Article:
The U.S. military has signaled that it might cancel essential upgrades for more than 100 early-model F-35 stealth fighters flown by the Air Force, rendering the radar-evading jets incompatible with many of the latest weapons.
In that case, some 6 percent of the flying branch’s planned 1,700-strong F-35 fleet would be unfit for combat, sticking U.S. taxpayers with a $20 billion tab for fighters... that can’t fight.
Experts say the military never should have bought the planes the first place, as they rolled out of Lockheed Martin’s Fort Worth factory before the F-35’s design was complete and thoroughly tested—a deliberate strategy called “concurrency” that the military hoped would speed up the program’s progress.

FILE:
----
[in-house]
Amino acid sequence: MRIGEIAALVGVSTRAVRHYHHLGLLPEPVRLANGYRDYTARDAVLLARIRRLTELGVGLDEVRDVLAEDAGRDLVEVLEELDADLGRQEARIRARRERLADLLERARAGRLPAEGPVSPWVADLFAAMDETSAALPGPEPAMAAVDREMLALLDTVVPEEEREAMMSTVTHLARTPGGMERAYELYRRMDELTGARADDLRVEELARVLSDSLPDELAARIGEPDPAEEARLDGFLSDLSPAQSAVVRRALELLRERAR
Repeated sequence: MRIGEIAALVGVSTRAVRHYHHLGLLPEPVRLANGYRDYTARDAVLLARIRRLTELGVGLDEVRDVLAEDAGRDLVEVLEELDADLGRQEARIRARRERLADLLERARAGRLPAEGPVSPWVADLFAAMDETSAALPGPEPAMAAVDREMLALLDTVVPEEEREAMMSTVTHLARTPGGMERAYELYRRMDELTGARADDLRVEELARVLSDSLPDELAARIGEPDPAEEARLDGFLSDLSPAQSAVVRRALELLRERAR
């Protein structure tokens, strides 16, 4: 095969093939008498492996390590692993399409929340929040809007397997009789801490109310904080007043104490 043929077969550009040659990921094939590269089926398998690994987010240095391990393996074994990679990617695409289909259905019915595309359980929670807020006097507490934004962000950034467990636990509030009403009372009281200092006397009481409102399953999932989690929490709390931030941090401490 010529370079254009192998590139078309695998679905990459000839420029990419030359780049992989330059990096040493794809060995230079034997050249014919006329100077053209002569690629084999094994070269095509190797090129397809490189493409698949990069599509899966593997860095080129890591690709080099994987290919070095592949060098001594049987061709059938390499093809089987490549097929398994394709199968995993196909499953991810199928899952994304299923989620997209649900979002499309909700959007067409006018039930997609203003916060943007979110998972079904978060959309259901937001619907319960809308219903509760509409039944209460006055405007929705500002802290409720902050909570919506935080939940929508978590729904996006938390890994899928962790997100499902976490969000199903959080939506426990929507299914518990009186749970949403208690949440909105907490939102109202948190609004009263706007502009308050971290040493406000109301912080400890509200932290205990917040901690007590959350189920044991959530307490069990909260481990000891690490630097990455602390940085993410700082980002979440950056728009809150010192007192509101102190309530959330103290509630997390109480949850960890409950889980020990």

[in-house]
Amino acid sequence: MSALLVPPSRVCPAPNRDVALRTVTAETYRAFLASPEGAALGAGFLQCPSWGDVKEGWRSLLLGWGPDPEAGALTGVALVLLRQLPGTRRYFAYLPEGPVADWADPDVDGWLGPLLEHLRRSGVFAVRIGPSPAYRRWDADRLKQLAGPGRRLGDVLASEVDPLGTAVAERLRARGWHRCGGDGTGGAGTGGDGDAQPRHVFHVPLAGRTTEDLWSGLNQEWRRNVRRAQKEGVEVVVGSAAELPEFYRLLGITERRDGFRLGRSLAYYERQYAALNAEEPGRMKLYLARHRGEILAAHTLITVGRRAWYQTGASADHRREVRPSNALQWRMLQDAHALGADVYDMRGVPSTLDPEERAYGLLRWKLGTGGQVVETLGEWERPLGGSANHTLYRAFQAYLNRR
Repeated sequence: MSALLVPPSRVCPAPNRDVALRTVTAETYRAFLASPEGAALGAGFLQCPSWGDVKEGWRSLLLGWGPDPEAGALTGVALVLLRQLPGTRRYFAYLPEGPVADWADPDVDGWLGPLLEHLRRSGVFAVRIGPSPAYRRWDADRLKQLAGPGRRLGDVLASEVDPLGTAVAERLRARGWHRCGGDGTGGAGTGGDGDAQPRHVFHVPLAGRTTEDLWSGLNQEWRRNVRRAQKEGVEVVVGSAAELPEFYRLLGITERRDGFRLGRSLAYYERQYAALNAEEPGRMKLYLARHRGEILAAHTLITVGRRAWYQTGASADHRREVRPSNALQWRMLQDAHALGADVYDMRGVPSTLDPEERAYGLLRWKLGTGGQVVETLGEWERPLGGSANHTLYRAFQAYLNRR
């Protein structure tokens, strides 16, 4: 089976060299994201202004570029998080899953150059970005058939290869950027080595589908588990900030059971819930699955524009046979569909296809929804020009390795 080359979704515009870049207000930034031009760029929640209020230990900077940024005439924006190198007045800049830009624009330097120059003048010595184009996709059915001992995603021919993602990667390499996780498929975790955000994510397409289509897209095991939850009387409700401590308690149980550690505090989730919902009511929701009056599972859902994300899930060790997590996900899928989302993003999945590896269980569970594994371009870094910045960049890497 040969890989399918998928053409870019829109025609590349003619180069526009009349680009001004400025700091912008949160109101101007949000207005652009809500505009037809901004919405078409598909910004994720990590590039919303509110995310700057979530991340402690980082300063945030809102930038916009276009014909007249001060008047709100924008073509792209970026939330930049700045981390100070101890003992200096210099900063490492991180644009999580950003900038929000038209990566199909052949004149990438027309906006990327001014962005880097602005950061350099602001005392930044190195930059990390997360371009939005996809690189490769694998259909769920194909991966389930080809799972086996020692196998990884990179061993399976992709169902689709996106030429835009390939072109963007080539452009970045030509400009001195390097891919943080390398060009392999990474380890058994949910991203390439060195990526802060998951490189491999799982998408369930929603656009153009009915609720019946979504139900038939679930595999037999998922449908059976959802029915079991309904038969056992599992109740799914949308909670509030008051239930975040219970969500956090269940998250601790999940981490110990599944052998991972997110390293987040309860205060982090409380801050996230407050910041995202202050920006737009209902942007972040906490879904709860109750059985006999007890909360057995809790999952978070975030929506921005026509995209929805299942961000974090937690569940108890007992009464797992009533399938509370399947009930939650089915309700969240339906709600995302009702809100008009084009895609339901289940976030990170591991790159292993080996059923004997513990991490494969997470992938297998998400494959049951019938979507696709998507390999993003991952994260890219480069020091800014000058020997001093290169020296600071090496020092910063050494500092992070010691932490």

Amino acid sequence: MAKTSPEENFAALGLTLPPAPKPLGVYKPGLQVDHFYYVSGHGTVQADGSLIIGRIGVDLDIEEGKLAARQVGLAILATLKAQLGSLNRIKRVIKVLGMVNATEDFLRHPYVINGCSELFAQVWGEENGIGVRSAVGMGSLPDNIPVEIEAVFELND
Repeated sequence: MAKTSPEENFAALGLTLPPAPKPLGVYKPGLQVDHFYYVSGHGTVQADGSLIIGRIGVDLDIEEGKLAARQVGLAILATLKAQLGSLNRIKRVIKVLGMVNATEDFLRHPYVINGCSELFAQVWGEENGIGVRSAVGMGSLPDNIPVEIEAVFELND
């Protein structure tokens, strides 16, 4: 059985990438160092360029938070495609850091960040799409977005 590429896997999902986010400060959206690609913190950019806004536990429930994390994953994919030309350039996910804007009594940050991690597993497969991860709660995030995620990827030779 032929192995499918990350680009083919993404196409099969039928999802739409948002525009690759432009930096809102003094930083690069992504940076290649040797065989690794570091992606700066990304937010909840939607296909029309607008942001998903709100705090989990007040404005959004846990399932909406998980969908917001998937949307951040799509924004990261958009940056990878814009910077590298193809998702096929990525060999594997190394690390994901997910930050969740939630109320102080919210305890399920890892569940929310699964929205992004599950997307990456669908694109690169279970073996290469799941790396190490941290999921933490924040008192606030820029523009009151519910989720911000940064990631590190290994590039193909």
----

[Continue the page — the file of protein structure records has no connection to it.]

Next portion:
“The risk that the services would be stuck with less-than-capable aircraft is one that the Pentagon knowingly took when leaders decided to overlap the development and testing of the program with the production,” wrote Dan Grazier, an analyst with the Project on Government Oversight in Washington, D.C.
Skipping upgrades for 108 older F-35As — “concurrency orphans,” Grazier dubbed them — is reportedly one option under consideration as the Pentagon tries to find money for scores of newer F-35s. “We’re looking at solution spaces to give our warfighters options,” Navy Vice Adm. Matt Winter, head of the F-35 program, told Flight Global. The military asked Congress to fund 70 F-35s in 2018 for $10.3 billion.
A spokesperson for the F-35 program did not respond to a request for comment.
The Navy and Marines also possess 81 F-35s with Block 2B software. It’s unclear whether they, too, could be passed over for upgrades. (end of excerpt)
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